Reflection: Trust and Respect What is Biodiversity? - Section 2: Warm Up

 

It can be a bit sensitive to have students in a group point out the differences between them if the differences are based on weight, complexion, height, or any other physical traits that high school students in particular may be self-conscious about.  Still, it’s worthwhile to point out that humans are not identical to each other and if students approach this respectfully, it can be a lot of fun. 

Differences that my students pointed out had to do with hair texture, eye color, height, body type (which they dubbed “metabolism”), and other surface differences. 

However, since the majority of my students are Latina/o, many groups got “stuck” saying things like, “we’re all brown”, “our eyes are all dark”, “our hair is all black”, etc. 

Digging a bit deeper, this question provides an opportunity to review genetics from biology.  You might ask, for example, “are siblings identical?  If not, then how are they different? How do they get these differences from the same parents?”  Students may then answer that siblings can have differences in facial structure, gender, hair color, eye color, etc.  Going beyond the surface differences, you might also talk about traits like being double jointed, types of fingerprint patterns, attached or detached ear lobes, or even blood type.  This might lead students to talk about dominant and recessive traits, and homozygous and heterozygous genotypes, and ultimately (hopefully) to recalling that not all genotypes affect the phenotype and that much of our genetic diversity is actually “hidden” from our eyes.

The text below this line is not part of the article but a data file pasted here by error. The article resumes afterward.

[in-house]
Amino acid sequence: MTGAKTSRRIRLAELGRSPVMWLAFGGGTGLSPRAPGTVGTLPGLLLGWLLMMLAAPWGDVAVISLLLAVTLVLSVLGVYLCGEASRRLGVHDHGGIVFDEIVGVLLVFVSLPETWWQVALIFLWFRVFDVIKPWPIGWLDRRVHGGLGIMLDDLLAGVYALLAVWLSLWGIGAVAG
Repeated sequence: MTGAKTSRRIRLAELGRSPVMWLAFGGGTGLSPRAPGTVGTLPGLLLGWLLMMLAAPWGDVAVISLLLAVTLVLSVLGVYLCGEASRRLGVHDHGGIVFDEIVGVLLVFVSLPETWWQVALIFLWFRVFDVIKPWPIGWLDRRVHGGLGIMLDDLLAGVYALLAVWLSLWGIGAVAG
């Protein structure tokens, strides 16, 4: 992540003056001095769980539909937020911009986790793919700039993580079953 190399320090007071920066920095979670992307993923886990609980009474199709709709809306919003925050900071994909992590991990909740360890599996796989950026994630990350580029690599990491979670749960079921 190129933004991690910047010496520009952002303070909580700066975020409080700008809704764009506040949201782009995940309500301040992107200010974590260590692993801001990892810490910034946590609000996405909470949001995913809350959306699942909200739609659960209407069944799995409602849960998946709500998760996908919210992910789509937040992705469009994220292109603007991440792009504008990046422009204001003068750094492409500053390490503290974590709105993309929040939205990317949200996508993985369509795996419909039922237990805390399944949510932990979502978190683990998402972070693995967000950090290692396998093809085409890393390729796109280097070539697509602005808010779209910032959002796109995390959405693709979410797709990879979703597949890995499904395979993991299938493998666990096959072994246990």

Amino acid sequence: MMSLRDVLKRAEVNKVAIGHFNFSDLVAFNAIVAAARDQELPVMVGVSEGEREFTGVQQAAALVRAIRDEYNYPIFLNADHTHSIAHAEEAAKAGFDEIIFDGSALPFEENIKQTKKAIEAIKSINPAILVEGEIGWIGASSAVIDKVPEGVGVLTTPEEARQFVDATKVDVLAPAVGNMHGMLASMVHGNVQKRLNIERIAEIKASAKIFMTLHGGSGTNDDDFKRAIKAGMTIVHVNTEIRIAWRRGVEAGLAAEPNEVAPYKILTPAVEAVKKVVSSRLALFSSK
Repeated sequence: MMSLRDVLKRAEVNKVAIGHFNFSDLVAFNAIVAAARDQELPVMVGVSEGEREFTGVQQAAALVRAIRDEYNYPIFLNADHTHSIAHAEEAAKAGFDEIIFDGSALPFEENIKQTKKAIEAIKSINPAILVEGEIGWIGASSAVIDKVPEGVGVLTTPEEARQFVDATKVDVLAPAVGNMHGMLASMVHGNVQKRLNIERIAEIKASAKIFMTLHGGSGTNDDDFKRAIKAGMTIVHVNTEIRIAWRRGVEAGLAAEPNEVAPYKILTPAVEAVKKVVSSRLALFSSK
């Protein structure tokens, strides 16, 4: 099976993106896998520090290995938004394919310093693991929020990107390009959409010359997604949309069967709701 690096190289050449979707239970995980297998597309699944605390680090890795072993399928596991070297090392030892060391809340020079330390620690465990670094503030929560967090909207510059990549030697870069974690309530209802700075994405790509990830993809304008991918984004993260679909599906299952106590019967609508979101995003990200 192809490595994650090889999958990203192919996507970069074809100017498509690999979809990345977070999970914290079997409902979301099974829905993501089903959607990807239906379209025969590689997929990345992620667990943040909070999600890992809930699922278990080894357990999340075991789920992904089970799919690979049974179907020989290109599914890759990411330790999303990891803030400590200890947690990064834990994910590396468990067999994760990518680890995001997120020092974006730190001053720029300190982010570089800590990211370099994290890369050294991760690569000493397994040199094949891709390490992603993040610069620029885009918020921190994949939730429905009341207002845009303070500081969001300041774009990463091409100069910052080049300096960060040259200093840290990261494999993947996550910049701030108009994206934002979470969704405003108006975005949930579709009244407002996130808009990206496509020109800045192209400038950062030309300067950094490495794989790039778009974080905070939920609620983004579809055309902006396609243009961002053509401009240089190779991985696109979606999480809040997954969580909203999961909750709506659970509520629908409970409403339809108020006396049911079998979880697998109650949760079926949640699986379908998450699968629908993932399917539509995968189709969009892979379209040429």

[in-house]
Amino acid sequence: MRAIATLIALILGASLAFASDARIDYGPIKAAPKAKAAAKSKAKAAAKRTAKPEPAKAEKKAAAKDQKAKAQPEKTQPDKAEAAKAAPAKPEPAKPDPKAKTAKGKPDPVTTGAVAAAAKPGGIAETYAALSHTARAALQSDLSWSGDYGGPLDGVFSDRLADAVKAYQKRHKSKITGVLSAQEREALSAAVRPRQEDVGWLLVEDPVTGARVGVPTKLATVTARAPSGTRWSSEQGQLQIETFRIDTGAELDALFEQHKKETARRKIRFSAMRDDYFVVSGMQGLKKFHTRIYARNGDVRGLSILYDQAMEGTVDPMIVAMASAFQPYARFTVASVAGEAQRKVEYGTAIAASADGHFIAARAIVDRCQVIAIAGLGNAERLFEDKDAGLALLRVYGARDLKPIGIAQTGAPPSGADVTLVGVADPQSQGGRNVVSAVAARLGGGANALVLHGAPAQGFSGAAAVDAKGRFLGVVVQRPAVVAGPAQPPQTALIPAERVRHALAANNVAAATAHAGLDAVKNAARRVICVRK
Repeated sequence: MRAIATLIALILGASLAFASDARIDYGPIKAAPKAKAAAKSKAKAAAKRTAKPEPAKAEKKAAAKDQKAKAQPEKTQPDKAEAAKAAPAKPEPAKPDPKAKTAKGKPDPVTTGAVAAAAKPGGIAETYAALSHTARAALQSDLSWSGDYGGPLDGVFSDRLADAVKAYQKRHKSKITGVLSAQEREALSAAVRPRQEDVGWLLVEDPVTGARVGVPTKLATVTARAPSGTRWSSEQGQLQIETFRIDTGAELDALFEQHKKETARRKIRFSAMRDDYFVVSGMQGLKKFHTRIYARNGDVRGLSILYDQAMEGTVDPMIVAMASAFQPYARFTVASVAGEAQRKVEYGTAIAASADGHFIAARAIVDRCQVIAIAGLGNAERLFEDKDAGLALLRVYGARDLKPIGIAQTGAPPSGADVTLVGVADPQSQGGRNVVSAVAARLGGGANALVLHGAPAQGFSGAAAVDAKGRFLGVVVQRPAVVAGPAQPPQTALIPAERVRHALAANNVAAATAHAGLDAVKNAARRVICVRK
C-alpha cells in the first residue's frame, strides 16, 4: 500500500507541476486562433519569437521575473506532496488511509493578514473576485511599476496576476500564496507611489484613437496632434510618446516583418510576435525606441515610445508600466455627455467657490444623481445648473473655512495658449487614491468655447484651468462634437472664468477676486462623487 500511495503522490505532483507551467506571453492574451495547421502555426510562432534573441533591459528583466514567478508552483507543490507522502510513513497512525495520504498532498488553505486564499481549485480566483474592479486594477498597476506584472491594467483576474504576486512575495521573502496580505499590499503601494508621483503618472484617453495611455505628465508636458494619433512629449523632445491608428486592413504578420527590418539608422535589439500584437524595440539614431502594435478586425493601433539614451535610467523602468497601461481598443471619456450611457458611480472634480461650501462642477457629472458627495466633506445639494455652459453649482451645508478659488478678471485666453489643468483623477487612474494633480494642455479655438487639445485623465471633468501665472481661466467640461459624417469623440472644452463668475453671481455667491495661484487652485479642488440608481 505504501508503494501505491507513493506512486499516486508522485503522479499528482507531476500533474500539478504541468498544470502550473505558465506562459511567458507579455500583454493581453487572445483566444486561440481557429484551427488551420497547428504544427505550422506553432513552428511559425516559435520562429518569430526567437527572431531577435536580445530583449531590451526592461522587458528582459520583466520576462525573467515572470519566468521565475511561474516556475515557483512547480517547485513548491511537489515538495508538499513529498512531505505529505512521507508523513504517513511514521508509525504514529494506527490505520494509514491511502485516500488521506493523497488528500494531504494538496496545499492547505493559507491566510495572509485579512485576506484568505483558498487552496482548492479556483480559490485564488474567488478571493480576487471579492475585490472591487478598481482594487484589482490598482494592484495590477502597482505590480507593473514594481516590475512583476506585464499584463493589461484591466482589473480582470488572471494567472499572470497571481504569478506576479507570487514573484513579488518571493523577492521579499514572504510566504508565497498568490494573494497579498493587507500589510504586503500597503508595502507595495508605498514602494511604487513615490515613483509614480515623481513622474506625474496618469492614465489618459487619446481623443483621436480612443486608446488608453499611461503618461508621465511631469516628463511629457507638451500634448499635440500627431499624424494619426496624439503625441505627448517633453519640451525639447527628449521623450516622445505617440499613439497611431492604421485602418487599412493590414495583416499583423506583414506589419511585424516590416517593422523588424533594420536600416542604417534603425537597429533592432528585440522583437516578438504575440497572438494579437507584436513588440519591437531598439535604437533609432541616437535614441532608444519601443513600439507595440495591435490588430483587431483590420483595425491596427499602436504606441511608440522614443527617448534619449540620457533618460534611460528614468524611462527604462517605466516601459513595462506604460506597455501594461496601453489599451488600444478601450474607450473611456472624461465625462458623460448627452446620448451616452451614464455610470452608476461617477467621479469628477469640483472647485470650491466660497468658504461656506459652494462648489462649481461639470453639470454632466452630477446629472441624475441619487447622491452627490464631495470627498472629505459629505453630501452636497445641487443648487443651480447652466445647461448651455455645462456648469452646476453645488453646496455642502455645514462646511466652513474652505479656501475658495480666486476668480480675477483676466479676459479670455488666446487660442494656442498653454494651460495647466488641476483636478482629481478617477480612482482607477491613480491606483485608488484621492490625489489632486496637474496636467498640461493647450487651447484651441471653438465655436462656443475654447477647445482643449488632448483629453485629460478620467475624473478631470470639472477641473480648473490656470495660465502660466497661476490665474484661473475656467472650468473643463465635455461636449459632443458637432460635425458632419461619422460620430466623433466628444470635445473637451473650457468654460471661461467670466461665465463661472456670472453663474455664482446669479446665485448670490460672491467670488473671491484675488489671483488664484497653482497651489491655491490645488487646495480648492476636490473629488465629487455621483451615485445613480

The fact that there's more genetic diversity within human ethnic groups than between them is a good lesson to recall when a group of unique individuals are fixated on the idea that they’re all the “same”.

  Diversity? But we're all the same!
  Trust and Respect: Diversity? But we're all the same!
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What is Biodiversity?

Unit 6: Biodiversity
Lesson 1 of 9

Objective: Students will be able to describe multiple types of biodiversity and provide examples to support the notion that biodiversity has many different types of value.

Big Idea: The world is alive and unfathomably diverse. Biodiversity is critically important to humans and their environment.

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